Numerous short RNA sequences that code for microproteins and peptides have been identified, providing new opportunities for the study of diseases and the development of drugs.
Researchers from Duke-NUS Medical School and their collaborators have discovered thousands of previously unknown DNA sequences in the human genome that code for microproteins and peptides that could be critical for human health and disease.
“Much of what we understand about the known two per cent of the genome that codes for proteins comes from looking for long strands of protein-coding nucleotide sequences, or long open reading frames,” explained computational biologist Dr Sonia Chothani, a research fellow with Duke-NUS’ Cardiovascular and Metabolic Disorders (CVMD) Programme and first author of the study. “Recently, however, scientists have discovered small open reading frames (smORFs) that can also be translated from RNA into small peptides, which have roles in DNA repair, muscle formation and genetic regulation.”
Scientists have been seeking to identify smORFs and the tiny peptides they code for since smORF disruption can cause disease. However, the currently available techniques are quite limited.
“Much of the current datasets do not provide information that is detailed enough to identify smORFs in RNA,” added Dr Chothani. “The majority also comes from analyses of immortalised human cells that are propagated—sometimes for decades—to study cell physiology, function and disease. However, these cell lines aren’t always accurate representations of human physiology.”
Chothani and her colleagues from Singapore, Germany, the United Kingdom, and Australia present an approach they created to address these challenges in a recent study published in Molecular Cell. They scoured existing ribosome profiling datasets for short strands of RNA with periodic three-base sections that covered more than 60% of the RNA’s length. They then performed their own RNA sequencing and Ribosome profiling to establish a combined data set of six kinds of cells and five types of tissue derived from hundreds of patients.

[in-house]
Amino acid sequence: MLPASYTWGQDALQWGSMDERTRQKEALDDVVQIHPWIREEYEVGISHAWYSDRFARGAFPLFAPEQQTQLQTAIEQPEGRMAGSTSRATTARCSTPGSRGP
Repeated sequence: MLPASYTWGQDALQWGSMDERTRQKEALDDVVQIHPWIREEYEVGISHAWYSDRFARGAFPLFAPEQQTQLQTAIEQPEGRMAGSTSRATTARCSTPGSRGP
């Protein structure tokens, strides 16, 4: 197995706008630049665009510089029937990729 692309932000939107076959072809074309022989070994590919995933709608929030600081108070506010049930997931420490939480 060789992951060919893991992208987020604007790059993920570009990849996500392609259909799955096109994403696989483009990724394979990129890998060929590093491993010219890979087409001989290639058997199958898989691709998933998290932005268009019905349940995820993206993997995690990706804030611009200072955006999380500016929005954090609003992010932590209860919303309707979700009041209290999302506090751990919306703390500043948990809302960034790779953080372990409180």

Analyses of these data identified nearly 8,000 smORFs. Interestingly, they were highly specific to the tissues that they were found in, meaning that these smORFs may perform a function specific to their environment. The team also identified 603 microproteins coded by some of these smORFs.
“The genome is littered with smORFs,” said Assistant Professor Owen Rackham, senior author of the study from the CVMD Programme. “Our comprehensive and spatially resolved map of human smORFs highlights overlooked functional components of the genome, pinpoints new players in health and disease and provides a resource for the scientific community as a platform to accelerate discoveries.”
Professor Patrick Casey, Senior Vice-Dean of Research at Duke-NUS, said, “With the healthcare system evolving to not only treat diseases but also prevent them, identifying potential new targets for disease research and drug development could open avenues to new solutions. This research by Dr Chothani and her team, published as a resource for the scientific community, brings important insights to the field.”
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